Concern about Islamic extremism is rising among many of the world’s Muslims, according to a new Pew Research Center survey. In five of the 11 surveyed countries — Indonesia, Jordan, Pakistan, Tunisia and Turkey — worries about extremism have increased since 2012. A median of 67 percent of Muslims across the 11 countries are somewhat or very concerned about extremism. At least half of the Muslims surveyed in most countries surveyed said that suicide bombing or other acts of violence that target civilians can never be justified in the name of Islam. The following are excerpts with a link to the full text at the end.

      Extremist groups, including al Qaeda, garner little popular support. Even before his death in 2011, confidence in al Qaeda leader Osama bin Laden had plummeted among many Muslims. Today, al Qaeda is widely reviled, with a median of 57% across the 11 Muslims publics surveyed saying they have an unfavorable opinion of the terrorist organization.

      The Taliban are viewed negatively by a median of 51% of Muslims in the countries polled. Hezbollah and Hamas fare little better. Hezbollah, in particular, has seen its support slip in key Middle Eastern countries, including a 38-point drop in favorable views among Egyptian Muslims since 2007. Nigerian Muslims overwhelmingly oppose Boko Haram, the extremist movement at the center of a violent uprising in the northern part of the country.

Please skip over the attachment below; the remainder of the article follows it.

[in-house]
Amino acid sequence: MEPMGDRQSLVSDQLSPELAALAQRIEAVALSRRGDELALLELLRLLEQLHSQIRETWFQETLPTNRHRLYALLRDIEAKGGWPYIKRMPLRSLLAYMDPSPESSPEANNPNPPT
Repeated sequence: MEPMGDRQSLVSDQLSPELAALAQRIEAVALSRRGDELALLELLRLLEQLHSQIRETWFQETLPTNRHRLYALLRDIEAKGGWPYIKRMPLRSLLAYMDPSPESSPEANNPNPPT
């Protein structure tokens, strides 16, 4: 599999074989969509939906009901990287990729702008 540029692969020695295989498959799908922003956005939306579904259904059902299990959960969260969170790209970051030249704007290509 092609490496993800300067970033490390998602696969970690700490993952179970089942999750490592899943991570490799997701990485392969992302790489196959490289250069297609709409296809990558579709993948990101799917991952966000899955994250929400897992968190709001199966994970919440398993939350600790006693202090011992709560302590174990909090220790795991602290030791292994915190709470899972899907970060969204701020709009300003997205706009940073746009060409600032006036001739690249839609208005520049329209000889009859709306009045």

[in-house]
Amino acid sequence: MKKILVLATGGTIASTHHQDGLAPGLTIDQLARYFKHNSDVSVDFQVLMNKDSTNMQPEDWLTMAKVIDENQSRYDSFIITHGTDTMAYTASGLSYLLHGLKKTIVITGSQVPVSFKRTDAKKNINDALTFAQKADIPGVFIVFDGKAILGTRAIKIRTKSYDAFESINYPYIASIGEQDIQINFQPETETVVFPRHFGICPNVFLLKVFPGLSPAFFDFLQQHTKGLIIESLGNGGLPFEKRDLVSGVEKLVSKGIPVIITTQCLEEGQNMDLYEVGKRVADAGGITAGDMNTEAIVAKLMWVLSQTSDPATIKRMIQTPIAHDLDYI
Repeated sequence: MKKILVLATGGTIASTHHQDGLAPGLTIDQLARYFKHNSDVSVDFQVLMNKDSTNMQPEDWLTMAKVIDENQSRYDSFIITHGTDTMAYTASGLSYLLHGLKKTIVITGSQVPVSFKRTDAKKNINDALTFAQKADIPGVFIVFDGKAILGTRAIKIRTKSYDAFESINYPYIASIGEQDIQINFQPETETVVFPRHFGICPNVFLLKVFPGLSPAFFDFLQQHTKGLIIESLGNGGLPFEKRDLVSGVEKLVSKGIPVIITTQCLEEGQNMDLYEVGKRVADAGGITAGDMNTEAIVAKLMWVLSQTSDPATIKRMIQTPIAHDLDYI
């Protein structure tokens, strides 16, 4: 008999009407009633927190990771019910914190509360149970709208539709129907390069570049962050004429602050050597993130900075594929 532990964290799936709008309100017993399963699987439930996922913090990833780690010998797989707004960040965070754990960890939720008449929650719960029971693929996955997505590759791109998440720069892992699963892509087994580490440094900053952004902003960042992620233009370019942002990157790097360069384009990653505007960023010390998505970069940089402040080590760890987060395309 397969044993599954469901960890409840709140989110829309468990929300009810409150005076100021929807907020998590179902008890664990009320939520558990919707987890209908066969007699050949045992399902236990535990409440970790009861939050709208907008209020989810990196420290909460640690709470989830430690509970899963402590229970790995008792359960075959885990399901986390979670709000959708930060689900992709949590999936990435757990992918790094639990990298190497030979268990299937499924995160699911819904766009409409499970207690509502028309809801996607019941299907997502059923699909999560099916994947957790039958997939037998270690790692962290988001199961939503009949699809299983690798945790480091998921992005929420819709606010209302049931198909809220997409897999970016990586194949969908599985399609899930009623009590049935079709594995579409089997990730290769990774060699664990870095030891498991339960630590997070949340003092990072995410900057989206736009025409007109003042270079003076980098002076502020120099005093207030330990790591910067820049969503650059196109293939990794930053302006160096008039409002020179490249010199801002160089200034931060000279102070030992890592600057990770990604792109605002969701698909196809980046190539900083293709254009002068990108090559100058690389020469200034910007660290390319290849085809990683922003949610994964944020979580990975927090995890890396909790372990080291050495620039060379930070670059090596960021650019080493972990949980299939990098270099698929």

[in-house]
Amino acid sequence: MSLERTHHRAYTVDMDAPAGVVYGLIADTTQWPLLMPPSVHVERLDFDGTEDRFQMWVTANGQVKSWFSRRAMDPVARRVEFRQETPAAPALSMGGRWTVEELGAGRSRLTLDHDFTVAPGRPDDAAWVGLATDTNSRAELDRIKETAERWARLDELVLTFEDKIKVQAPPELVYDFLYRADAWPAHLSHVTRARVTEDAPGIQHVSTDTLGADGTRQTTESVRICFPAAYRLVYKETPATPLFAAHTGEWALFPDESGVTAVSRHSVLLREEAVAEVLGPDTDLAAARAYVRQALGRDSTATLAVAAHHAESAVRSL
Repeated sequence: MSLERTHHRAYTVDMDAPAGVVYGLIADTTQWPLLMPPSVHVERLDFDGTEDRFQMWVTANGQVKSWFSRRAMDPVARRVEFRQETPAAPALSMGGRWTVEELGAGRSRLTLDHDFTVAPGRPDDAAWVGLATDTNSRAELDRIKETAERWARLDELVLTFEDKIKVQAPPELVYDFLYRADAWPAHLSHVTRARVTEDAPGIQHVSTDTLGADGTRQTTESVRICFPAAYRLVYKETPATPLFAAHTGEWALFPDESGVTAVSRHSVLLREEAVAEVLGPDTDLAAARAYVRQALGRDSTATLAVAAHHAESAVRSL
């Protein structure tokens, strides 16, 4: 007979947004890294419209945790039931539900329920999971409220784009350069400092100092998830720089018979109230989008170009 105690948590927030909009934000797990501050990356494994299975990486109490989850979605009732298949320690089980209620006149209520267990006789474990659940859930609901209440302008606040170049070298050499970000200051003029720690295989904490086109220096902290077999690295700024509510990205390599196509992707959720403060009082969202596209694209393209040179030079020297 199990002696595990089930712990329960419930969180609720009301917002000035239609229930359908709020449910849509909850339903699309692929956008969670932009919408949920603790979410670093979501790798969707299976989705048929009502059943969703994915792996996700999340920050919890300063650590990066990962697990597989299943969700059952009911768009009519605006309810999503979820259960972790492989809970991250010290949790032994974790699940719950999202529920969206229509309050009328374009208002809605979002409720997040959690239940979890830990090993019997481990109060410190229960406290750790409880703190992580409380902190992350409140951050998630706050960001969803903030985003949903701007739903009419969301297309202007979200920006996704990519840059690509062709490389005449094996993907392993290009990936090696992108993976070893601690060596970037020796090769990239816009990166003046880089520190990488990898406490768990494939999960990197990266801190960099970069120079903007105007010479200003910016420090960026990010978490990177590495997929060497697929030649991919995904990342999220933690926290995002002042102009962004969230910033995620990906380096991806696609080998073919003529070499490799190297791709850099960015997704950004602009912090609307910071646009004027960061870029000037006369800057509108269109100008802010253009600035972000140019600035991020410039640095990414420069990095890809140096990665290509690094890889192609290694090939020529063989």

In many of the countries surveyed, clear majorities of Muslims oppose violence in the name of Islam. About three-quarters or more in Pakistan (89%), Indonesia (81%), Nigeria (78%) and Tunisia (77%) say suicide bombings or other acts of violence that target civilians are never justified. And although substantial percentages in some countries think suicide bombing is often or sometimes justified, including a 62%-majority of Palestinian Muslims, overall support for violence in the name of Islam has declined among Muslim publics during the past decade.

      Across most of the countries surveyed, gender, age, income and education are not closely associated with support for suicide bombing. However, there is a generational gap in Tunisia, with Muslims under 30 years of age more than twice as likely as those 50 and older to say that suicide bombing is at least sometimes justified (17% vs. 6%). In Lebanon, attitudes toward suicide bombing also vary with age, but in the opposite direction: Muslims 50 years or older (43%) are more likely than those 18-29 years of age (28%) to say such violence is justified.



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